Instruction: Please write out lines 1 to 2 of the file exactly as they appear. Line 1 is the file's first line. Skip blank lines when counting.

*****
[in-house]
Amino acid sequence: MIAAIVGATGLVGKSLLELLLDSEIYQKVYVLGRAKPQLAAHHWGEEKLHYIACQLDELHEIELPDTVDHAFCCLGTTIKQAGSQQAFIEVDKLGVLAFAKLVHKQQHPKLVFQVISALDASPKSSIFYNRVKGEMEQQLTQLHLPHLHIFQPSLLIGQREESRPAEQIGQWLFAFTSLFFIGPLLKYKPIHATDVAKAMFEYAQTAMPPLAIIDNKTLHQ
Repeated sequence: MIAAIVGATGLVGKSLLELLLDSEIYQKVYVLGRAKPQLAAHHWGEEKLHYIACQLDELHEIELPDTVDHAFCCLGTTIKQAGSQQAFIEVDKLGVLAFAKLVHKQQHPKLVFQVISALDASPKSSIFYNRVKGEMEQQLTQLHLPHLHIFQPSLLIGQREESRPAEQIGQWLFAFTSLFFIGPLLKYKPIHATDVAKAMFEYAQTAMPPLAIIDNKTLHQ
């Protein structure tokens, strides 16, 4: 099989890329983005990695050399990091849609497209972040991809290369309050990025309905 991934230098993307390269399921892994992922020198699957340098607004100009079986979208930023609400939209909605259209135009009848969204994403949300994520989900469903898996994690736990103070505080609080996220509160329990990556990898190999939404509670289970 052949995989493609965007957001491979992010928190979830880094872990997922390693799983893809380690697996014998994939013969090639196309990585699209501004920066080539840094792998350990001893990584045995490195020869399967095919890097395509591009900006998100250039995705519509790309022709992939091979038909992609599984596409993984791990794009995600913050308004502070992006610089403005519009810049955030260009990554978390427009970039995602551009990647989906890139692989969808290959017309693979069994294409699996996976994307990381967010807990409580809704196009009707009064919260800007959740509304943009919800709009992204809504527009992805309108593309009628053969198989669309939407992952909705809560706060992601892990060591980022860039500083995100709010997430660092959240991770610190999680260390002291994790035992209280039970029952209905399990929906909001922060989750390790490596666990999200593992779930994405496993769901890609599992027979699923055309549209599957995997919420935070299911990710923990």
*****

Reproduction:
[in-house]
Amino acid sequence: MIAAIVGATGLVGKSLLELLLDSEIYQKVYVLGRAKPQLAAHHWGEEKLHYIACQLDELHEIELPDTVDHAFCCLGTTIKQAGSQQAFIEVDKLGVLAFAKLVHKQQHPKLVFQVISALDASPKSSIFYNRVKGEMEQQLTQLHLPHLHIFQPSLLIGQREESRPAEQIGQWLFAFTSLFFIGPLLKYKPIHATDVAKAMFEYAQTAMPPLAIIDNKTLHQ